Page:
A weight off their backs, and bellies, for Cowboys
SAN ANTONIO — Pro Bowl linebacker DeMarcus Ware says he’s nearly 10 pounds lighter, which is making him feel stronger and faster during the Dallas Cowboys’ training camp. Anthony Spencer feels the same after shedding a few pounds during the offseason.
“A lot of guys are a lot lighter this year, because it’s all predicated now, our defense, we have those big guys in the middle and
we’re running a lot more than the bigger guys,” said Ware, now in the 255-pound range. “We need to bring a little bit more speed to the table, a little bit more sort of versatility. We sort of shrunk down a little bit.”
Cornerback Mike Jenkins also is a few pounds lighter, but the thinning trend isn’t confined to the guys playing the 3-4 defense, or only to the players for the NFC East champion Cowboys who have still have rising expectations.
Bruising running back Marion Barber thinned down so much that at 218 pounds he actually weighs about two pounds less than speedy tailback Felix Jones. Even quarterback Tony Romo came to camp about five pounds lighter than expected, at around 223 pounds.
Coach Wade Phillips, who lost about 40 pounds since last season, believes even those minor shifts in body weight will help the players maximize their talents.
“I always tell them I want them to run as fast as they can. That’s really what you want to be able to do,” Phillips said. Weight loss “usually helps your quickness, but again you have to be a certain size. You can’t be a 250-pound defensive lineman. But I like them quick and fast.”
The 63-year-old coach, who is also the defensive coordinator and added the title of grandfather the week before camp, proved to be quite an example with his weight loss. He is clearly moving much more nimbly on the field.
“It’s good to see Wade moving around and not breathing hard out here,” linebacker Bradie James said.
During some defensive drills Friday, Phillips was actively moving with the players while teaching.
He even played the role of an end, dropping back and taking the initial steps with a receiver in a pass-coverage drill for defensive backs.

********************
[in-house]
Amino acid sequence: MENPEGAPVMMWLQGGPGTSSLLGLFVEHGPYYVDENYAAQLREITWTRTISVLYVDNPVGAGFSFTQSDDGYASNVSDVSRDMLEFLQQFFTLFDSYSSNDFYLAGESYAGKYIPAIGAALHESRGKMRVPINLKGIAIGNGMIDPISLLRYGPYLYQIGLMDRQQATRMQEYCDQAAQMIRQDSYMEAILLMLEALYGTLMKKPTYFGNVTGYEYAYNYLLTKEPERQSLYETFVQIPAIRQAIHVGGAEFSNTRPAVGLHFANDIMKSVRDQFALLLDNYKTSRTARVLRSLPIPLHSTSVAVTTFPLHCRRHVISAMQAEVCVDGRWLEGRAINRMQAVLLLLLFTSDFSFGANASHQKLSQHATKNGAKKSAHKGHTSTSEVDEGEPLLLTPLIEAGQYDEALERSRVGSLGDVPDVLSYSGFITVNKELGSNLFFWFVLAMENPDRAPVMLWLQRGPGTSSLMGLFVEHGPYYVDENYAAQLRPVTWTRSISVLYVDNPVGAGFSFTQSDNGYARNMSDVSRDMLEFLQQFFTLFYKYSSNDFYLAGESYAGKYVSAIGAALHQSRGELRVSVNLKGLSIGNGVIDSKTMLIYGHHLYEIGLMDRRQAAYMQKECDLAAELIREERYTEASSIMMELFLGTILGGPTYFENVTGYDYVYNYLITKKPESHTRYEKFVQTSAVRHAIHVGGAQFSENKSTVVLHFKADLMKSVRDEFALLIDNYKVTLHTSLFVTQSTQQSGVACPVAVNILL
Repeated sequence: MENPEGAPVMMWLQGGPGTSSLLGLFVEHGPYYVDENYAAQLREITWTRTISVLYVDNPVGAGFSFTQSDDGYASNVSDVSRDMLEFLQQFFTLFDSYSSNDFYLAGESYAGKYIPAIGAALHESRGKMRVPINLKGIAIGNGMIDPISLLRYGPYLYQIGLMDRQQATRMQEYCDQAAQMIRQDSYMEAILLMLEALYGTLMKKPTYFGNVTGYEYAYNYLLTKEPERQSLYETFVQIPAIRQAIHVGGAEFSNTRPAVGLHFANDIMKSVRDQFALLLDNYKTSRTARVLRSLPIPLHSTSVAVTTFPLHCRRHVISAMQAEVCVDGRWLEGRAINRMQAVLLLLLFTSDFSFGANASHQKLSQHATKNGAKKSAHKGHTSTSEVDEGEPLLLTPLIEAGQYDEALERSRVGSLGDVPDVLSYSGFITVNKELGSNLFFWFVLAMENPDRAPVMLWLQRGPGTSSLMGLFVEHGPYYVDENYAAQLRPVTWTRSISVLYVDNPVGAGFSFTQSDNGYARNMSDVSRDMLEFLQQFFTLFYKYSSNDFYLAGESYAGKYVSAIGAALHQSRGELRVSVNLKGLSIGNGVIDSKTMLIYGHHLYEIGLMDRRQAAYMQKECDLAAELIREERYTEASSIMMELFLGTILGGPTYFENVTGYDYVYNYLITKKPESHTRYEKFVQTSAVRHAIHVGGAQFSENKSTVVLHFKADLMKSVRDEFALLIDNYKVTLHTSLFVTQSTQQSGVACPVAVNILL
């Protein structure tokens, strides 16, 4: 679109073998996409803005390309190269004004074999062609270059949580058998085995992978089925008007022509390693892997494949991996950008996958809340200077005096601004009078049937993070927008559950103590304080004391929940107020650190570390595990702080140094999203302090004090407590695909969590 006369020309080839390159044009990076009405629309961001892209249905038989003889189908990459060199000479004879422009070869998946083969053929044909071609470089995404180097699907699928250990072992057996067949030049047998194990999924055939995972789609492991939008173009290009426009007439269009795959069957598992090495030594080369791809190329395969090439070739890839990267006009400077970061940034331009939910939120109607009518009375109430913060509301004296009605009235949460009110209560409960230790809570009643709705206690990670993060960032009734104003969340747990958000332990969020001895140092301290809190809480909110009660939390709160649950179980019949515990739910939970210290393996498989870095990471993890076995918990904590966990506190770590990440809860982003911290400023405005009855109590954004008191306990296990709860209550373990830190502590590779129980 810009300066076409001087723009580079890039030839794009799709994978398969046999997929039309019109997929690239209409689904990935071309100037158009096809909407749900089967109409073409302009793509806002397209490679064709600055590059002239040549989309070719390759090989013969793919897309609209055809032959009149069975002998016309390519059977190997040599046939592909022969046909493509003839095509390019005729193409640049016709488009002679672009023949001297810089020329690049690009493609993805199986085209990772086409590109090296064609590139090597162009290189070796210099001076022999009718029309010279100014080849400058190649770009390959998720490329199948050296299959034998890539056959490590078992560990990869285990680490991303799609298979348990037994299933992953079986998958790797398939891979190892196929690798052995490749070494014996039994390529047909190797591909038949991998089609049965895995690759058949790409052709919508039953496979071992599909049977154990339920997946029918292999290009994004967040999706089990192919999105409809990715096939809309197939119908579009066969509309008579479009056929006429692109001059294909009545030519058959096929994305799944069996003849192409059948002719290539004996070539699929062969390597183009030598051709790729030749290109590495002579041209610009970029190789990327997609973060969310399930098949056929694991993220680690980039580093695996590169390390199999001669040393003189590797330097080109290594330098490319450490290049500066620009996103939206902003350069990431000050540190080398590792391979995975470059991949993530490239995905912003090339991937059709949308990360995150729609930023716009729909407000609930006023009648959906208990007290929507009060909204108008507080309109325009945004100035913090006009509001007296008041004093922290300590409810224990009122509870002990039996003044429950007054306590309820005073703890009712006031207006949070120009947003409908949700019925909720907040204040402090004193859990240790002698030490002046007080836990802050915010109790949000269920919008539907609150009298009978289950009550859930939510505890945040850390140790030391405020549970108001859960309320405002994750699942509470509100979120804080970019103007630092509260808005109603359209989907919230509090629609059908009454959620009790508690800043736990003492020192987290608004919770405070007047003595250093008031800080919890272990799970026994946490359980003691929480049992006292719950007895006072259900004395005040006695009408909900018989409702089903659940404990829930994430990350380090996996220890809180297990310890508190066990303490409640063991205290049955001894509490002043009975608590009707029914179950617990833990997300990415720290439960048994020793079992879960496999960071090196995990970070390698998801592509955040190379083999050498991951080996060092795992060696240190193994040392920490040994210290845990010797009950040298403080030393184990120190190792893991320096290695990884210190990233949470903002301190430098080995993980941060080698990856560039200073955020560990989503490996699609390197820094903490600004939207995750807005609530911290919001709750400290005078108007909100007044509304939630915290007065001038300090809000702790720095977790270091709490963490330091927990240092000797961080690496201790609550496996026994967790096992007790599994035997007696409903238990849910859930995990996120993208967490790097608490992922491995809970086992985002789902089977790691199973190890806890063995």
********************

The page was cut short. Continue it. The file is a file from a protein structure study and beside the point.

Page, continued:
After the horn blew, ending a drill earlier this week, when the offense and defense were on the opposite ends of the field, Sam Hurd caught a pass and was running toward midfield.
Phillips was coming from the other end and broke down in a defensive stance in front of Hurd, who responded with a playful move to get around the coach.
Ware, the team’s sacks leader with more than 10 in each of the last four seasons, said the heaviest he was in college as a defensive end at Troy was 242 his senior year. He had to gain weight to play linebacker in the NFL, and had bulked up to the 262-265 range last season.
“I feel a lot quicker,” Ware said. “That extra added poundage tears you down at the end of the season, but now I feel really fresh.”
Still, the thing that Phillips finds hard to believe is that “Felix Jones is heavier than Marion Barber.”
Barber wanted to lose a few pounds for quickness, and the coach believes that will benefit the hard-charging runner. At the same time, Jones said it was his choice to add some muscle.
“I’m kind of filling into my body,” the 23-year-old Jones said. “Working hard this offseason, I put on a little bit of muscle. Not anything else, straight muscle.”
Asked if he feels fat, Jones quickly responded, “Not at all, not at all.”
Former Cowboys offensive lineman Nate Newton, who once weighed as much as 411 pounds, went a little more extreme to slim down. He had a surgical procedure for a gastric sleeve that dramatically decreased the size of his stomach.
Newton, now working for ESPN Radio in Dallas, is almost unrecognizable on the sideline at training camp. Since the procedure in April, Newton has lost 133 pounds — from 396 to 263 — and his waist size has decreased from 56 to 40 inches.
“Nobody recognizes me. Nobody knows me if I don’t open my mouth,” Newton said with a smile.
Cowboys wide receiver Dez Bryant is assisted off the field by trainers after injuring his right ankle during practice Friday.
Dallas Cowboys linebacker DeMarcus Ware (94) says he’s about 10 pounds lighter, and feeling a lot stronger and faster.